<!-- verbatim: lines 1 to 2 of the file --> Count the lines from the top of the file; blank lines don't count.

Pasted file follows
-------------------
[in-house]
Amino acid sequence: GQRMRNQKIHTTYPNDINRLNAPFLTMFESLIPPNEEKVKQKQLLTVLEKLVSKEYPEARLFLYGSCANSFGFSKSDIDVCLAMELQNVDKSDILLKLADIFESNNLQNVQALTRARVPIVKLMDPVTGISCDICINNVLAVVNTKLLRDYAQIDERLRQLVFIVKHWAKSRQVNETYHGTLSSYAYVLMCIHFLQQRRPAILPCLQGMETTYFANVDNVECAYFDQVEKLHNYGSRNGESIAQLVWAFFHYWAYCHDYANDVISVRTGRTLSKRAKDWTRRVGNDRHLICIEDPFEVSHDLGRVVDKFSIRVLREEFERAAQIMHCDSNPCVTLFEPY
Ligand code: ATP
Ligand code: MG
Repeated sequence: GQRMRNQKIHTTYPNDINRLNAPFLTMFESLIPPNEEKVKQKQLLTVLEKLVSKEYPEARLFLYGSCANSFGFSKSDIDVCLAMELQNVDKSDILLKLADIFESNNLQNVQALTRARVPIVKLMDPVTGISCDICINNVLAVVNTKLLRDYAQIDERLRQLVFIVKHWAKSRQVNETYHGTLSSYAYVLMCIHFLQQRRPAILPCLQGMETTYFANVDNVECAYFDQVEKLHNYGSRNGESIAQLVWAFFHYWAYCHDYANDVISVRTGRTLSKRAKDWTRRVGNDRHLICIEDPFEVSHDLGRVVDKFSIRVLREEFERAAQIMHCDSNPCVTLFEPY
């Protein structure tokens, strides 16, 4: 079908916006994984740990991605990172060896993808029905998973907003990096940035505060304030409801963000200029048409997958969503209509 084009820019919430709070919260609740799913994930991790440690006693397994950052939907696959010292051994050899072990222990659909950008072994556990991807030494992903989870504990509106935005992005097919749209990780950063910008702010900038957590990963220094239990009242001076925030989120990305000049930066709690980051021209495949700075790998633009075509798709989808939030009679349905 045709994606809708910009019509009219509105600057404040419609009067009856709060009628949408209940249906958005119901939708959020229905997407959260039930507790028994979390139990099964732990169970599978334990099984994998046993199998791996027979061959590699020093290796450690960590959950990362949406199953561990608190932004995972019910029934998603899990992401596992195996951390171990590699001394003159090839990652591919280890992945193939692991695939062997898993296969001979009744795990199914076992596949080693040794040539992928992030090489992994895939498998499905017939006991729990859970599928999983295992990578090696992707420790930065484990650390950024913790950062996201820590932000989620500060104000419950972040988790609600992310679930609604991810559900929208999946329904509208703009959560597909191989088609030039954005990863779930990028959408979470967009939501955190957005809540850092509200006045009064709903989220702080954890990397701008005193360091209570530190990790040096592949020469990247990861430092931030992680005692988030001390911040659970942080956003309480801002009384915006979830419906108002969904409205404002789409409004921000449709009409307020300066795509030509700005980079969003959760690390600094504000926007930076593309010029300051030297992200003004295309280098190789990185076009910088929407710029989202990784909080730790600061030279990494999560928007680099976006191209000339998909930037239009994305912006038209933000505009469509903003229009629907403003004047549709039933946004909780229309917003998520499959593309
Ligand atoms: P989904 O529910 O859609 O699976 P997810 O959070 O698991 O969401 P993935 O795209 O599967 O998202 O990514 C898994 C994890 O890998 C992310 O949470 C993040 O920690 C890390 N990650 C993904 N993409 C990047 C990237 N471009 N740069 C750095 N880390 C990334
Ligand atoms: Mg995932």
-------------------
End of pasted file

[in-house]
Amino acid sequence: GQRMRNQKIHTTYPNDINRLNAPFLTMFESLIPPNEEKVKQKQLLTVLEKLVSKEYPEARLFLYGSCANSFGFSKSDIDVCLAMELQNVDKSDILLKLADIFESNNLQNVQALTRARVPIVKLMDPVTGISCDICINNVLAVVNTKLLRDYAQIDERLRQLVFIVKHWAKSRQVNETYHGTLSSYAYVLMCIHFLQQRRPAILPCLQGMETTYFANVDNVECAYFDQVEKLHNYGSRNGESIAQLVWAFFHYWAYCHDYANDVISVRTGRTLSKRAKDWTRRVGNDRHLICIEDPFEVSHDLGRVVDKFSIRVLREEFERAAQIMHCDSNPCVTLFEPY